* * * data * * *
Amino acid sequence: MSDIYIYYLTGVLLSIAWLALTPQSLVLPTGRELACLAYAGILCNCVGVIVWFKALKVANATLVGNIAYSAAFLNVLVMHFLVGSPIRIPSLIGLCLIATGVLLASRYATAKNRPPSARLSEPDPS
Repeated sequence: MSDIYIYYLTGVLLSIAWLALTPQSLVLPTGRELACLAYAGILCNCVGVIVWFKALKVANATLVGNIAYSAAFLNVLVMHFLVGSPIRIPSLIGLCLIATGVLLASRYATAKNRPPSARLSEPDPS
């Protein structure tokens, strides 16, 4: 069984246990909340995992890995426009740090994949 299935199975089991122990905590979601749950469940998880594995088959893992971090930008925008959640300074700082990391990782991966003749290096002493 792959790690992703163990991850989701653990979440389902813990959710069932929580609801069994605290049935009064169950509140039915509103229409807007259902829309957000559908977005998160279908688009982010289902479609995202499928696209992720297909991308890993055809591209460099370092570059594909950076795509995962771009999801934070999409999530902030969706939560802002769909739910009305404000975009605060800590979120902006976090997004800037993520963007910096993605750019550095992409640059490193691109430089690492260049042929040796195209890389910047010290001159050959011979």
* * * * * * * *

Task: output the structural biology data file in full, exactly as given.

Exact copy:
Amino acid sequence: MSDIYIYYLTGVLLSIAWLALTPQSLVLPTGRELACLAYAGILCNCVGVIVWFKALKVANATLVGNIAYSAAFLNVLVMHFLVGSPIRIPSLIGLCLIATGVLLASRYATAKNRPPSARLSEPDPS
Repeated sequence: MSDIYIYYLTGVLLSIAWLALTPQSLVLPTGRELACLAYAGILCNCVGVIVWFKALKVANATLVGNIAYSAAFLNVLVMHFLVGSPIRIPSLIGLCLIATGVLLASRYATAKNRPPSARLSEPDPS
């Protein structure tokens, strides 16, 4: 069984246990909340995992890995426009740090994949 299935199975089991122990905590979601749950469940998880594995088959893992971090930008925008959640300074700082990391990782991966003749290096002493 792959790690992703163990991850989701653990979440389902813990959710069932929580609801069994605290049935009064169950509140039915509103229409807007259902829309957000559908977005998160279908688009982010289902479609995202499928696209992720297909991308890993055809591209460099370092570059594909950076795509995962771009999801934070999409999530902030969706939560802002769909739910009305404000975009605060800590979120902006976090997004800037993520963007910096993605750019550095992409640059490193691109430089690492260049042929040796195209890389910047010290001159050959011979």